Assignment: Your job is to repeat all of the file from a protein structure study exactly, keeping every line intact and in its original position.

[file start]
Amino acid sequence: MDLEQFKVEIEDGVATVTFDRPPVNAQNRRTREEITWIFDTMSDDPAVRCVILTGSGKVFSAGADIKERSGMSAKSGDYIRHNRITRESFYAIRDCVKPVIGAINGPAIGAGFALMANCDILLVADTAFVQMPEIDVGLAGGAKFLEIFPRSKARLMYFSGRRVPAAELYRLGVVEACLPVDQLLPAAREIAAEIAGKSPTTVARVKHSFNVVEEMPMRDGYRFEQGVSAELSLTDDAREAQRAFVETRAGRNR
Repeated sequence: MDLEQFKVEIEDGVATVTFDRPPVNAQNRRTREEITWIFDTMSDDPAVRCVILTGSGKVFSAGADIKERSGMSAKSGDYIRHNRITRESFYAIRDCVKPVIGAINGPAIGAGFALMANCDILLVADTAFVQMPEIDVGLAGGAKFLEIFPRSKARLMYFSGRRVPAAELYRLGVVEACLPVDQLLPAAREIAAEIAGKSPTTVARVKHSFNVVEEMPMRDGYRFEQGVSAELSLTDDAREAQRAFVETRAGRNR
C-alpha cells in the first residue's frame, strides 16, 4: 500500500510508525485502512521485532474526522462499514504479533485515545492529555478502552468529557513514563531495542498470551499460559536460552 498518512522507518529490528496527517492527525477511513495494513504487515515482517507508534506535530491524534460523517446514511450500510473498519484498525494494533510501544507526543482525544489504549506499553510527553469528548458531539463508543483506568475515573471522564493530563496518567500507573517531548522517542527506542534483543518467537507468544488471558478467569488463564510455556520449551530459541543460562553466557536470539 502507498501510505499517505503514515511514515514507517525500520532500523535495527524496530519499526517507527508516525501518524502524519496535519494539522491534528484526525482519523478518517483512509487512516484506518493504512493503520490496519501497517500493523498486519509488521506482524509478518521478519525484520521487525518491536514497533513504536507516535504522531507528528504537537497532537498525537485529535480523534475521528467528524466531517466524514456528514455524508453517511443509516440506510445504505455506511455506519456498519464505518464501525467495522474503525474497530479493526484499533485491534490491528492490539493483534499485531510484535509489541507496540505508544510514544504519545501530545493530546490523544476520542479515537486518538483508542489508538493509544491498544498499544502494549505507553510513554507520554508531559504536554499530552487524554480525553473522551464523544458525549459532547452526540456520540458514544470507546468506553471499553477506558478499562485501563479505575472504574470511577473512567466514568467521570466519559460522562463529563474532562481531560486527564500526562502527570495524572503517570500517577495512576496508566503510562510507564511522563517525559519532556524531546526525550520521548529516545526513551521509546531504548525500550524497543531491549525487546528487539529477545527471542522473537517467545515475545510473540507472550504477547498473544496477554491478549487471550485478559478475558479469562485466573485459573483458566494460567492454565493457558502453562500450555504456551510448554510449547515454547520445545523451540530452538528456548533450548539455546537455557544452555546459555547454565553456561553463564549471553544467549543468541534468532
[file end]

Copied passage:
Amino acid sequence: MDLEQFKVEIEDGVATVTFDRPPVNAQNRRTREEITWIFDTMSDDPAVRCVILTGSGKVFSAGADIKERSGMSAKSGDYIRHNRITRESFYAIRDCVKPVIGAINGPAIGAGFALMANCDILLVADTAFVQMPEIDVGLAGGAKFLEIFPRSKARLMYFSGRRVPAAELYRLGVVEACLPVDQLLPAAREIAAEIAGKSPTTVARVKHSFNVVEEMPMRDGYRFEQGVSAELSLTDDAREAQRAFVETRAGRNR
Repeated sequence: MDLEQFKVEIEDGVATVTFDRPPVNAQNRRTREEITWIFDTMSDDPAVRCVILTGSGKVFSAGADIKERSGMSAKSGDYIRHNRITRESFYAIRDCVKPVIGAINGPAIGAGFALMANCDILLVADTAFVQMPEIDVGLAGGAKFLEIFPRSKARLMYFSGRRVPAAELYRLGVVEACLPVDQLLPAAREIAAEIAGKSPTTVARVKHSFNVVEEMPMRDGYRFEQGVSAELSLTDDAREAQRAFVETRAGRNR
C-alpha cells in the first residue's frame, strides 16, 4: 500500500510508525485502512521485532474526522462499514504479533485515545492529555478502552468529557513514563531495542498470551499460559536460552 498518512522507518529490528496527517492527525477511513495494513504487515515482517507508534506535530491524534460523517446514511450500510473498519484498525494494533510501544507526543482525544489504549506499553510527553469528548458531539463508543483506568475515573471522564493530563496518567500507573517531548522517542527506542534483543518467537507468544488471558478467569488463564510455556520449551530459541543460562553466557536470539 502507498501510505499517505503514515511514515514507517525500520532500523535495527524496530519499526517507527508516525501518524502524519496535519494539522491534528484526525482519523478518517483512509487512516484506518493504512493503520490496519501497517500493523498486519509488521506482524509478518521478519525484520521487525518491536514497533513504536507516535504522531507528528504537537497532537498525537485529535480523534475521528467528524466531517466524514456528514455524508453517511443509516440506510445504505455506511455506519456498519464505518464501525467495522474503525474497530479493526484499533485491534490491528492490539493483534499485531510484535509489541507496540505508544510514544504519545501530545493530546490523544476520542479515537486518538483508542489508538493509544491498544498499544502494549505507553510513554507520554508531559504536554499530552487524554480525553473522551464523544458525549459532547452526540456520540458514544470507546468506553471499553477506558478499562485501563479505575472504574470511577473512567466514568467521570466519559460522562463529563474532562481531560486527564500526562502527570495524572503517570500517577495512576496508566503510562510507564511522563517525559519532556524531546526525550520521548529516545526513551521509546531504548525500550524497543531491549525487546528487539529477545527471542522473537517467545515475545510473540507472550504477547498473544496477554491478549487471550485478559478475558479469562485466573485459573483458566494460567492454565493457558502453562500450555504456551510448554510449547515454547520445545523451540530452538528456548533450548539455546537455557544452555546459555547454565553456561553463564549471553544467549543468541534468532